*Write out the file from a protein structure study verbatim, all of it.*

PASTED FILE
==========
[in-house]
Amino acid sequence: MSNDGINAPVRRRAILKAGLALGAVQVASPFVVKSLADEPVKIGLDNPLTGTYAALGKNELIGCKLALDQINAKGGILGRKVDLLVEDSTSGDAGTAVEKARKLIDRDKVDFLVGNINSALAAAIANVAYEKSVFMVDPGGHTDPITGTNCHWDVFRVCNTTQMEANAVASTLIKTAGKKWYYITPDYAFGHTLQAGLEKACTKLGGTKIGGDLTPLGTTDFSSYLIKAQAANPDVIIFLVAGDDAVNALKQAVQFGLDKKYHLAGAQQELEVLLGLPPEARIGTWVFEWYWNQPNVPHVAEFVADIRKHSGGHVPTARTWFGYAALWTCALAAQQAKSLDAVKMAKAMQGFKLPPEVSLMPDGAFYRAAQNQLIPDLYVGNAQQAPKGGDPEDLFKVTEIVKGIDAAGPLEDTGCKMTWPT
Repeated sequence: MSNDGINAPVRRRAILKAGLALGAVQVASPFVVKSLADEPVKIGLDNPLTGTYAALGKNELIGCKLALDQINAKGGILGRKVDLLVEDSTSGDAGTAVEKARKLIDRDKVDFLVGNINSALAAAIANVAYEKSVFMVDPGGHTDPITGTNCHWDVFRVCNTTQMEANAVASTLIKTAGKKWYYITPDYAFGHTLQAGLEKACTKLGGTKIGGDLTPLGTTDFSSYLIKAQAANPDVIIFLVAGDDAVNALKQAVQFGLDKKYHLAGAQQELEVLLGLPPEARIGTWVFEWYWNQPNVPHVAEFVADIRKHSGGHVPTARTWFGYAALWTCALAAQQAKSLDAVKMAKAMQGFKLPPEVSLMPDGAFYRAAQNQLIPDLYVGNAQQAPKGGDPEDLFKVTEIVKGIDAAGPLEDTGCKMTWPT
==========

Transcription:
[in-house]
Amino acid sequence: MSNDGINAPVRRRAILKAGLALGAVQVASPFVVKSLADEPVKIGLDNPLTGTYAALGKNELIGCKLALDQINAKGGILGRKVDLLVEDSTSGDAGTAVEKARKLIDRDKVDFLVGNINSALAAAIANVAYEKSVFMVDPGGHTDPITGTNCHWDVFRVCNTTQMEANAVASTLIKTAGKKWYYITPDYAFGHTLQAGLEKACTKLGGTKIGGDLTPLGTTDFSSYLIKAQAANPDVIIFLVAGDDAVNALKQAVQFGLDKKYHLAGAQQELEVLLGLPPEARIGTWVFEWYWNQPNVPHVAEFVADIRKHSGGHVPTARTWFGYAALWTCALAAQQAKSLDAVKMAKAMQGFKLPPEVSLMPDGAFYRAAQNQLIPDLYVGNAQQAPKGGDPEDLFKVTEIVKGIDAAGPLEDTGCKMTWPT
Repeated sequence: MSNDGINAPVRRRAILKAGLALGAVQVASPFVVKSLADEPVKIGLDNPLTGTYAALGKNELIGCKLALDQINAKGGILGRKVDLLVEDSTSGDAGTAVEKARKLIDRDKVDFLVGNINSALAAAIANVAYEKSVFMVDPGGHTDPITGTNCHWDVFRVCNTTQMEANAVASTLIKTAGKKWYYITPDYAFGHTLQAGLEKACTKLGGTKIGGDLTPLGTTDFSSYLIKAQAANPDVIIFLVAGDDAVNALKQAVQFGLDKKYHLAGAQQELEVLLGLPPEARIGTWVFEWYWNQPNVPHVAEFVADIRKHSGGHVPTARTWFGYAALWTCALAAQQAKSLDAVKMAKAMQGFKLPPEVSLMPDGAFYRAAQNQLIPDLYVGNAQQAPKGGDPEDLFKVTEIVKGIDAAGPLEDTGCKMTWPT